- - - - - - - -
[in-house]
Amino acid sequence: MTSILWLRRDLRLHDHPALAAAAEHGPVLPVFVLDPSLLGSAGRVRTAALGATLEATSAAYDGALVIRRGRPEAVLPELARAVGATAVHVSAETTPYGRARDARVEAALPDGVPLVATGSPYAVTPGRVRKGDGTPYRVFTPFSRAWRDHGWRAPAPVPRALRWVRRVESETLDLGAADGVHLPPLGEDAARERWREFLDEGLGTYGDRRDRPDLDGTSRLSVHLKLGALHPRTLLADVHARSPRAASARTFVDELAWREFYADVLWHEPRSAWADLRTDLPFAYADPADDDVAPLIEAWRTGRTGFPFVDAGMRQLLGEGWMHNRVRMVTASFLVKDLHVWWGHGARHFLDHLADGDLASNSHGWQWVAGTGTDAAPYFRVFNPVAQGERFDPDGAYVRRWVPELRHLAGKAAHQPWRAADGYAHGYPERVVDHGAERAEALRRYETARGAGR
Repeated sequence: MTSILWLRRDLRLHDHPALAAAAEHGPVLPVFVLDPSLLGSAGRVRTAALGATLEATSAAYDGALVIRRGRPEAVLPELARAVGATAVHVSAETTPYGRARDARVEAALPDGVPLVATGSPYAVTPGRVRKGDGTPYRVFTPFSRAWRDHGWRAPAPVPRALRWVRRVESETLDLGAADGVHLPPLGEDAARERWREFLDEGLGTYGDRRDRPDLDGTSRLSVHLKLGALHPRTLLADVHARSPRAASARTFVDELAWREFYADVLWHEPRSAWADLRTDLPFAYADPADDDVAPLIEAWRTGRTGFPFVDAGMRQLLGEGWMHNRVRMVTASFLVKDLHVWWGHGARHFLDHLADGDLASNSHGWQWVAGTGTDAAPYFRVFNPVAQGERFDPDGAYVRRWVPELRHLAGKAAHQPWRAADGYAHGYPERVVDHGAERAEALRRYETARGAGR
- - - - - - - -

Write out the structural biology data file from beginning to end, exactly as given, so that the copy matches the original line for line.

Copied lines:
[in-house]
Amino acid sequence: MTSILWLRRDLRLHDHPALAAAAEHGPVLPVFVLDPSLLGSAGRVRTAALGATLEATSAAYDGALVIRRGRPEAVLPELARAVGATAVHVSAETTPYGRARDARVEAALPDGVPLVATGSPYAVTPGRVRKGDGTPYRVFTPFSRAWRDHGWRAPAPVPRALRWVRRVESETLDLGAADGVHLPPLGEDAARERWREFLDEGLGTYGDRRDRPDLDGTSRLSVHLKLGALHPRTLLADVHARSPRAASARTFVDELAWREFYADVLWHEPRSAWADLRTDLPFAYADPADDDVAPLIEAWRTGRTGFPFVDAGMRQLLGEGWMHNRVRMVTASFLVKDLHVWWGHGARHFLDHLADGDLASNSHGWQWVAGTGTDAAPYFRVFNPVAQGERFDPDGAYVRRWVPELRHLAGKAAHQPWRAADGYAHGYPERVVDHGAERAEALRRYETARGAGR
Repeated sequence: MTSILWLRRDLRLHDHPALAAAAEHGPVLPVFVLDPSLLGSAGRVRTAALGATLEATSAAYDGALVIRRGRPEAVLPELARAVGATAVHVSAETTPYGRARDARVEAALPDGVPLVATGSPYAVTPGRVRKGDGTPYRVFTPFSRAWRDHGWRAPAPVPRALRWVRRVESETLDLGAADGVHLPPLGEDAARERWREFLDEGLGTYGDRRDRPDLDGTSRLSVHLKLGALHPRTLLADVHARSPRAASARTFVDELAWREFYADVLWHEPRSAWADLRTDLPFAYADPADDDVAPLIEAWRTGRTGFPFVDAGMRQLLGEGWMHNRVRMVTASFLVKDLHVWWGHGARHFLDHLADGDLASNSHGWQWVAGTGTDAAPYFRVFNPVAQGERFDPDGAYVRRWVPELRHLAGKAAHQPWRAADGYAHGYPERVVDHGAERAEALRRYETARGAGR